One of the ironies of this decade is that the greatest peril for American security comes from the application of our own scientific and technical expertise to the Soviet war machine. That expertise has been bought, diverted, or stolen from the United States and its allies despite the best efforts of our export control system.
Western goods, services, and technology have aided the Soviet military in three broad ways:
First, by transferring know-how for weapons systems the Soviets did not possess, saving them billions of dollars in research and development, as well as making up for gaps in Soviet technology.
Second, by giving the Soviets knowledge about Western weapons systems, allowing them to develop countermeasures, thereby undermining the Western qualitative edge in armaments that has been our defense against Soviet-bloc qualitative superiority.
Third, by facilitating overall Soviet economic growth, allowing the Soviets to have both guns and butter.
The export problem is structural in nature. There is an inherent contradiction in assignments within the principal US agency charged with the export control function - the Commerce Department, which is assigned both the task of export control and that of export promotion. This makes it improbable that there can be any long-lasting reconciliation that will provide the adequate emphasis and resources necessary for the Office of Export Administration to carry out its responsibilities under the export control laws.
The Department of Commerce's inspector general conducted an investigation and issued a report in June 1982 that highlights this problem. It concluded that the failure of the Commerce Department to rectify inadequacies in its export administration operations ''raised serious questions about the department's commitment to, and ability to enforce, the Export Administration Act of 1979.''
This is not hard to understand. The pressure at the Commerce Department, because of its very nature, is toward export promotion. No one applauds a Commerce Department official when exports are controlled, but that same official is likely to be praised for his wisdom when export licenses are granted. The present institutional incentives upset the balance called for under the law.
As currently administered, export controls serve neither our commercial, our strategic, nor our foreign policy needs. Controls are confusing, incoherently administered, shortsighted, and ineffective. At times the Commerce Department spends inordinate resources examining inconsequential exports while truly sensitive items receive little more than cursory review.
For two years, a Soviet cover organization purchased $10.5 million worth of controlled US high technology. The Commerce Department, with knowledge of this activity, failed to take any steps to stop the illegal transfer. Apparently the department's resources were tied up in trying to reduce a backlog of thousands of routine and unnecessary export applications. This creates the worst of both worlds, undermining both American export performance and security.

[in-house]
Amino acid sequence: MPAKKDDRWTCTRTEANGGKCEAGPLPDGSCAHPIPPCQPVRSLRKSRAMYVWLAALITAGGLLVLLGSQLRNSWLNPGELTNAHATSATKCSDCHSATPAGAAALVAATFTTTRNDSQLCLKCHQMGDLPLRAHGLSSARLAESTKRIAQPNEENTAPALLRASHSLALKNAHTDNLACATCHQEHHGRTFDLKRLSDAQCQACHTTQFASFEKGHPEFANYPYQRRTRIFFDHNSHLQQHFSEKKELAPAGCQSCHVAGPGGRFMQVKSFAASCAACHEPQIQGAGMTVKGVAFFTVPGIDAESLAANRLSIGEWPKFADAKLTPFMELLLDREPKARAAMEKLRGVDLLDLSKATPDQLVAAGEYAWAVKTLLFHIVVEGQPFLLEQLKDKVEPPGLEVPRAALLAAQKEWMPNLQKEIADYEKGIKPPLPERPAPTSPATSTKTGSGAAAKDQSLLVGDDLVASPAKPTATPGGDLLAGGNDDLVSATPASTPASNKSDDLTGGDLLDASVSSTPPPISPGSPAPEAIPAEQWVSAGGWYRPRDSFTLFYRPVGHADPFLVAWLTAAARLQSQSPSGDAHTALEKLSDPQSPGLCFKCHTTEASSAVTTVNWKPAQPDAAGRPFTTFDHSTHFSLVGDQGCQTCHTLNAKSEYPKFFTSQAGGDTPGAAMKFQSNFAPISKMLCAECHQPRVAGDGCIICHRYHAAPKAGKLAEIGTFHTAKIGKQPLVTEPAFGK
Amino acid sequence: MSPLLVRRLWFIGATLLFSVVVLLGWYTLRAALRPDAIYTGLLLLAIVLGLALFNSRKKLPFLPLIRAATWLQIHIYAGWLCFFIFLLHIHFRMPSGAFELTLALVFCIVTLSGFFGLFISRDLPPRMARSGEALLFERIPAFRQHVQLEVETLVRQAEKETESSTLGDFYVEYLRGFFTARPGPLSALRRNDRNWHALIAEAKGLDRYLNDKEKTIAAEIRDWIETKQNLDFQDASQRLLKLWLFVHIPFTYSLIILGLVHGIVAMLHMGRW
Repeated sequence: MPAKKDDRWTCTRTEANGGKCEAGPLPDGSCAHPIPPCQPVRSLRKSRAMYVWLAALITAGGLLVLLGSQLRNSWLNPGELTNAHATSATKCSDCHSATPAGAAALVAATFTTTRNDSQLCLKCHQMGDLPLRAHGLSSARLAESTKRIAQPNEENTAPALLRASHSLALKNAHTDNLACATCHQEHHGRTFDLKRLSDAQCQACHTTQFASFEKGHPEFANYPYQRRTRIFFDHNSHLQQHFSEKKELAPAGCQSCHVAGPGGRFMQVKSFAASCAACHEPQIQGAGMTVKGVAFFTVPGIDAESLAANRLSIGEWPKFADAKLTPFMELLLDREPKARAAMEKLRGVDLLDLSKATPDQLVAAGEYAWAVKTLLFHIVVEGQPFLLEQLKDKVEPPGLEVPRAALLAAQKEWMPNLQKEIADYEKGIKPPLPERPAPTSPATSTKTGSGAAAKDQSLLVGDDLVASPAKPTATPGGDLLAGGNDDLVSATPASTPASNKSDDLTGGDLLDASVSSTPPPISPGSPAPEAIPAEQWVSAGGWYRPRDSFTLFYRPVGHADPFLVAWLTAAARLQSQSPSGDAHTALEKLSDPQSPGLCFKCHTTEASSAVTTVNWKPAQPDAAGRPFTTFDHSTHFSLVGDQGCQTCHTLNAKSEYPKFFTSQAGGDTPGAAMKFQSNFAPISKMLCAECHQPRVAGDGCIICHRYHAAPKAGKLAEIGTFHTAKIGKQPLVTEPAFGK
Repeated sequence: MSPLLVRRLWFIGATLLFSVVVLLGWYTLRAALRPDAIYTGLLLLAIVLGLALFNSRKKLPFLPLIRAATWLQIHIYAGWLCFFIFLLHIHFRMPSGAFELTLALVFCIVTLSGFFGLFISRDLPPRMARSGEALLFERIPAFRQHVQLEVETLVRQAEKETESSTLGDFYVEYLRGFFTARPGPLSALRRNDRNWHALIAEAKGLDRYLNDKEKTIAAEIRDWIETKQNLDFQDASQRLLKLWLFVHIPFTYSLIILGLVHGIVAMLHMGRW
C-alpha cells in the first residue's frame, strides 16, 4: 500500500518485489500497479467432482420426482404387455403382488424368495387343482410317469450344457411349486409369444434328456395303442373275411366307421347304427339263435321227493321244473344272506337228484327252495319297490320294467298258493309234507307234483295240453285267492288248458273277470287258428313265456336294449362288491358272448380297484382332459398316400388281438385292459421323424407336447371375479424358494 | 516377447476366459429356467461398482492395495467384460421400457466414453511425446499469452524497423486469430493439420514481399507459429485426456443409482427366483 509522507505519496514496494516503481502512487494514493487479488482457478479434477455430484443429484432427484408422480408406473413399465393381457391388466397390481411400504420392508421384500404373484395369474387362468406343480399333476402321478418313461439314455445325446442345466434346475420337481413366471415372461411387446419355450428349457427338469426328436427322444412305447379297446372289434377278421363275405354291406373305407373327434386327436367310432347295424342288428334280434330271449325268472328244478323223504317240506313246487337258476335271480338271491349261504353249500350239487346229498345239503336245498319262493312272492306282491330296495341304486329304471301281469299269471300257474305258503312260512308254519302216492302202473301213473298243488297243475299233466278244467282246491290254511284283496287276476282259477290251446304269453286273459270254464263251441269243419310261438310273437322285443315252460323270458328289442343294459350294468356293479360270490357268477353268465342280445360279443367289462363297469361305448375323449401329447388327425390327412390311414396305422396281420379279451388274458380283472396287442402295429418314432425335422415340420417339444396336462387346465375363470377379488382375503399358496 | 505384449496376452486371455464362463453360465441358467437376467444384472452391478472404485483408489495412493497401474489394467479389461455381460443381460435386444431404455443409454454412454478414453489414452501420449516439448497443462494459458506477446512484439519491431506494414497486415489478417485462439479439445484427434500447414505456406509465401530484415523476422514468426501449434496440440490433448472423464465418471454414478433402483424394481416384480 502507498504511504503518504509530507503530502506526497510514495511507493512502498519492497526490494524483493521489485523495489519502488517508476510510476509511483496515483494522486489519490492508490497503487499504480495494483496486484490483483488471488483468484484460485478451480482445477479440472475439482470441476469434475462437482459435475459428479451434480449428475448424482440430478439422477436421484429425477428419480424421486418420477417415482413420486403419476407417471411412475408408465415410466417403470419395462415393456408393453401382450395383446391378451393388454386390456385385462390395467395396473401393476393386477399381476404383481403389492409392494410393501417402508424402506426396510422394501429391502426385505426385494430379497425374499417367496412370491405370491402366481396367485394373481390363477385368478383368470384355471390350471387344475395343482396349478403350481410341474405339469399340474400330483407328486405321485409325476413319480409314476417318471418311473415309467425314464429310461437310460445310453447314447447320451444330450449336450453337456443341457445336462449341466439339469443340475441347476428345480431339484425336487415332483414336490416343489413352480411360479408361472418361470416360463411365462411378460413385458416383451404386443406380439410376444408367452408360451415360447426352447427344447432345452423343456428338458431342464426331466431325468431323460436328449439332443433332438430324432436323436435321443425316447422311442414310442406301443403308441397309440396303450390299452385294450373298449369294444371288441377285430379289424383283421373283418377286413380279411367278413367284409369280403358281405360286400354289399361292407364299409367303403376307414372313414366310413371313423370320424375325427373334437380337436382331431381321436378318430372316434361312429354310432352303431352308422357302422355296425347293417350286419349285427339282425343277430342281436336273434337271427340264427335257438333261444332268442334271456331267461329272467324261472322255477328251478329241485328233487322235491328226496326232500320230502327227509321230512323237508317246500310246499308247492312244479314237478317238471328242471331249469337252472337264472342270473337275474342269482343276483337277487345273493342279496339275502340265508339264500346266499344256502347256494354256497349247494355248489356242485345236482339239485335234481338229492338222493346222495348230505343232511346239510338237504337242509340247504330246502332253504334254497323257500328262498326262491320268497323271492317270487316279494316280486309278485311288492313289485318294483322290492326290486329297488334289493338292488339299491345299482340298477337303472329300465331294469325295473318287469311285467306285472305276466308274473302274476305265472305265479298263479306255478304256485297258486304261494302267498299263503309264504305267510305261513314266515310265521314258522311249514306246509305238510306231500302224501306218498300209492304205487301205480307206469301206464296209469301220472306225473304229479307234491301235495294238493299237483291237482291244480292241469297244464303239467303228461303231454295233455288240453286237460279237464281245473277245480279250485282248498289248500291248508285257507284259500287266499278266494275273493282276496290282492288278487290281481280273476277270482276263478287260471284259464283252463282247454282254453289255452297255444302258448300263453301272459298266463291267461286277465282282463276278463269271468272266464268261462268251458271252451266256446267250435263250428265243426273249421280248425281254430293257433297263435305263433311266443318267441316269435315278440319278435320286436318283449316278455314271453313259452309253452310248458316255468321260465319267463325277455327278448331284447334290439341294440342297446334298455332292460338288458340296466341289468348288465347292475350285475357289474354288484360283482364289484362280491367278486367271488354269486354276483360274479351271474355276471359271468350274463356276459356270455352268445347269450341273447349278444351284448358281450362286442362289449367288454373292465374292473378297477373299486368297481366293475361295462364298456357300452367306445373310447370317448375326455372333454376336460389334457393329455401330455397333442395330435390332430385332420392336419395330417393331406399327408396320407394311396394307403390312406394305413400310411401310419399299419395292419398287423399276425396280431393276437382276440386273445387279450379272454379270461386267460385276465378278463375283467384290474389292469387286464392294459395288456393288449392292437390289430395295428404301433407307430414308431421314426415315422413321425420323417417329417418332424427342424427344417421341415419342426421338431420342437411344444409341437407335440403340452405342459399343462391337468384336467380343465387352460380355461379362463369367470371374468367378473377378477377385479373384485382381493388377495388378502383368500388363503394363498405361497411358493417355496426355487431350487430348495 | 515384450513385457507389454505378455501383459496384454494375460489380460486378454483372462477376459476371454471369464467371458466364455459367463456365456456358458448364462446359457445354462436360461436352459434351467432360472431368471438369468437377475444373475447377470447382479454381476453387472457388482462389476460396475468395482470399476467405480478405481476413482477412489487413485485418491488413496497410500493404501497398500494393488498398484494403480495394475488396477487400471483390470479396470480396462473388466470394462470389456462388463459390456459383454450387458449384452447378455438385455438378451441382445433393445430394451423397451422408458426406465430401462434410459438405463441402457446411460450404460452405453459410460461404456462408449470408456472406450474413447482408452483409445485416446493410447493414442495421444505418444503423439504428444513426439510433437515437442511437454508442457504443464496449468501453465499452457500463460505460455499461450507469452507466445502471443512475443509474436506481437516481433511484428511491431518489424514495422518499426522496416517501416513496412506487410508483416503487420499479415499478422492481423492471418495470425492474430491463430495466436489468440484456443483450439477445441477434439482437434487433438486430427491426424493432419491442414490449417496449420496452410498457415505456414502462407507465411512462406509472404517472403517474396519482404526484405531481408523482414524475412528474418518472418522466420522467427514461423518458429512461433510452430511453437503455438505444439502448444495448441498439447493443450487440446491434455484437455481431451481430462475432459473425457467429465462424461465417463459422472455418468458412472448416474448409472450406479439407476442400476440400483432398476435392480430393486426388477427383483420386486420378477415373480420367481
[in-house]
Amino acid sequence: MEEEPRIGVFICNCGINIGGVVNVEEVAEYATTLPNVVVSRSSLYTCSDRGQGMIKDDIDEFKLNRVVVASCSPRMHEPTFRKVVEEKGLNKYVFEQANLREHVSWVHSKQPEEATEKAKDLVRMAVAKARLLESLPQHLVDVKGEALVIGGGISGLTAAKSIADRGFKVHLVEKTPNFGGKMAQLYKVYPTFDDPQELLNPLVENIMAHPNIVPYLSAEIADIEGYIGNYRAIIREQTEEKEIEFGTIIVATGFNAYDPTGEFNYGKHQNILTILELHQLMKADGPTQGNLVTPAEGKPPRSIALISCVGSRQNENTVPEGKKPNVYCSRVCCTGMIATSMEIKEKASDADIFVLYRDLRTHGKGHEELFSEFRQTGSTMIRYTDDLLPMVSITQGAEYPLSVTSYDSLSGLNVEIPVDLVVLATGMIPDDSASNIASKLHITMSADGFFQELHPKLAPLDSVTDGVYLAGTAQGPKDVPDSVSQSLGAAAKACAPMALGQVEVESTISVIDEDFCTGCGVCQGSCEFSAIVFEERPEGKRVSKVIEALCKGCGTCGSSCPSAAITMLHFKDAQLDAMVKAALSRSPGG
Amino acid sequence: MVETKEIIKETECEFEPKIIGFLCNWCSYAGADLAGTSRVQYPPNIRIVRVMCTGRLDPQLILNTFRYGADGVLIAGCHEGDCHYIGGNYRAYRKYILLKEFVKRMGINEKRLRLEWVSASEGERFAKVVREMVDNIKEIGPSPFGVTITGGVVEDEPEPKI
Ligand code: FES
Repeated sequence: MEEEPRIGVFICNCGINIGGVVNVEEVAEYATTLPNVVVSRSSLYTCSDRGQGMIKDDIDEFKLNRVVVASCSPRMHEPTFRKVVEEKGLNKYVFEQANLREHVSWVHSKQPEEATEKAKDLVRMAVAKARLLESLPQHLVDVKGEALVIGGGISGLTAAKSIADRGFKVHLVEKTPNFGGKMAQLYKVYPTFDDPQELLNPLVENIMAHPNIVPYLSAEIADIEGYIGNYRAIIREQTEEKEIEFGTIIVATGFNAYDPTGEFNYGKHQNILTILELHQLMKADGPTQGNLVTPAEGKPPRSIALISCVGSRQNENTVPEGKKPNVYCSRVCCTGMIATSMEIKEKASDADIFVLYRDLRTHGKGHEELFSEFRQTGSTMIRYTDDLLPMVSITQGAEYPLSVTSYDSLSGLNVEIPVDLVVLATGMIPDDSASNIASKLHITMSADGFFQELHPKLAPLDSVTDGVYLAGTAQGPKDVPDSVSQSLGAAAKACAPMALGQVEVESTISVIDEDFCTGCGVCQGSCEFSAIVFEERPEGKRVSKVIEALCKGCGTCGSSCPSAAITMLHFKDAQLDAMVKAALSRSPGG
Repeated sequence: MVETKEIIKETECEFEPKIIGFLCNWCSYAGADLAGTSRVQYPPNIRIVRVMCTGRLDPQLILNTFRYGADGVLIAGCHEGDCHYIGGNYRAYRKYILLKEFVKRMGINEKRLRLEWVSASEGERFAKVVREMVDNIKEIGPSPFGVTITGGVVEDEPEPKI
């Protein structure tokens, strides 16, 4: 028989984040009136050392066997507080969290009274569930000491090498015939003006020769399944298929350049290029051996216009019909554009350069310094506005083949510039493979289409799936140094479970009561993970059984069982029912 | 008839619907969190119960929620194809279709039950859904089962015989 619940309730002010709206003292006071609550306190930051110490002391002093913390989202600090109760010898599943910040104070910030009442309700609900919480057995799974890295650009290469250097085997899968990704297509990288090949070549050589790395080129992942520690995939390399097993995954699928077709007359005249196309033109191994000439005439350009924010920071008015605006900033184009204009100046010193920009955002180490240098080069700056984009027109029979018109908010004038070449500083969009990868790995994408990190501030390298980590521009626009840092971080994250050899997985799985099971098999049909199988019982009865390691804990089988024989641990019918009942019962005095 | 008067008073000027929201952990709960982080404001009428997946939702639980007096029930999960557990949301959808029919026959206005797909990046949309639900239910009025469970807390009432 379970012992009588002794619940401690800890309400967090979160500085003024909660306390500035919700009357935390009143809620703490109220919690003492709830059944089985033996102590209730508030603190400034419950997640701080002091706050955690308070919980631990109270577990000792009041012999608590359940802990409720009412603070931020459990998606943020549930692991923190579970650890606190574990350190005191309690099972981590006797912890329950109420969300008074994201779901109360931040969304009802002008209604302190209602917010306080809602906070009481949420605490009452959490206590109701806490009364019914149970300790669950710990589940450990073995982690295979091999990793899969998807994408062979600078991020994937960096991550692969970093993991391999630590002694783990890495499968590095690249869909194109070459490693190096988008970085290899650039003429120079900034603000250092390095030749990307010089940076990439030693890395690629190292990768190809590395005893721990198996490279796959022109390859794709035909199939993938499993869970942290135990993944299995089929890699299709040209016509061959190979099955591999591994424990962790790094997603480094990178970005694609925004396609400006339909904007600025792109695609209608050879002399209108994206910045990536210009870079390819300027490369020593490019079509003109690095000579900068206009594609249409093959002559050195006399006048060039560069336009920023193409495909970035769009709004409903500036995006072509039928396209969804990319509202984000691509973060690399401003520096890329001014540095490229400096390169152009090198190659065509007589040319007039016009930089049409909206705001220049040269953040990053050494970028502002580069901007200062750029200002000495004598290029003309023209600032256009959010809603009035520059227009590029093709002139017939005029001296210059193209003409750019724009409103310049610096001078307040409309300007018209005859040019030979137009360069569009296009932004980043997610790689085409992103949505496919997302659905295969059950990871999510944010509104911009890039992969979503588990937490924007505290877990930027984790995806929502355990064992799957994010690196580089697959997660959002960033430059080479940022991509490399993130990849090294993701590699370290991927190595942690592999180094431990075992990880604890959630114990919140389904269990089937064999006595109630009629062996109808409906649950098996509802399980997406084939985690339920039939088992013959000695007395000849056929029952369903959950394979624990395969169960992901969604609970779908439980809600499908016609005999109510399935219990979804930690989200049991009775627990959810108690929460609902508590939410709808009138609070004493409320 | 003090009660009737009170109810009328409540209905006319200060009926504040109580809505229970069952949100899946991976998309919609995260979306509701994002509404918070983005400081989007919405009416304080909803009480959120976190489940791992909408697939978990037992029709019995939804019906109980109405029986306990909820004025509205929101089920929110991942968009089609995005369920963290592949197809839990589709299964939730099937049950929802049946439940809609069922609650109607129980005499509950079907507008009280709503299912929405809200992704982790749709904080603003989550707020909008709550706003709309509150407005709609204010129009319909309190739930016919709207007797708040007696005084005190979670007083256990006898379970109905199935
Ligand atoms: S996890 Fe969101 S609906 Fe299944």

Export administration must be removed from the Commerce Department and given to an independent agency that has the priority and bureaucratic insulation to balance and coordinate input from the departments of government involved in export control.
We need an agency that is captive of no special constituency. That includes being free from the excessive influence of the Department of Defense. We need an agency with the stature and bureaucratic insulation to carry out fully all of the purposes of the export control statutes.
The director of this agency should be a member of the National Security Council, with direct access to the President. With this stature the agency would be able to provide comprehensive planning and evaluation of overall strategy to address our technology leakage problem.
The existence of such an agency, with its high-level coordination and bureaucratic efficiency, would have provided us with the early warning and timely action that would have avoided many of the frictions caused by our efforts to block the Soviet natural gas pipeline long after contracts were signed and shipments made. Free from the ambiguity currently existing at the Commerce Department, such an agency would also provide more timely processing of export licenses.
Next year the Export Administration Act will expire. A proposal to replace the current structure with an independent office of strategic trade will be a major part of the debate over the act's renewal. Well it should be, given the inherent weakness and failures of the Commerce Department.
We will be successful at halting the flow of high technology to the Soviet bloc without undue harm to our economic interests only when we devote the effort to the clear, timely enforcement of export controls that the Soviets devote to circumventing them. And that will not happen as long as export control and export promotion are continually confused within the same agency.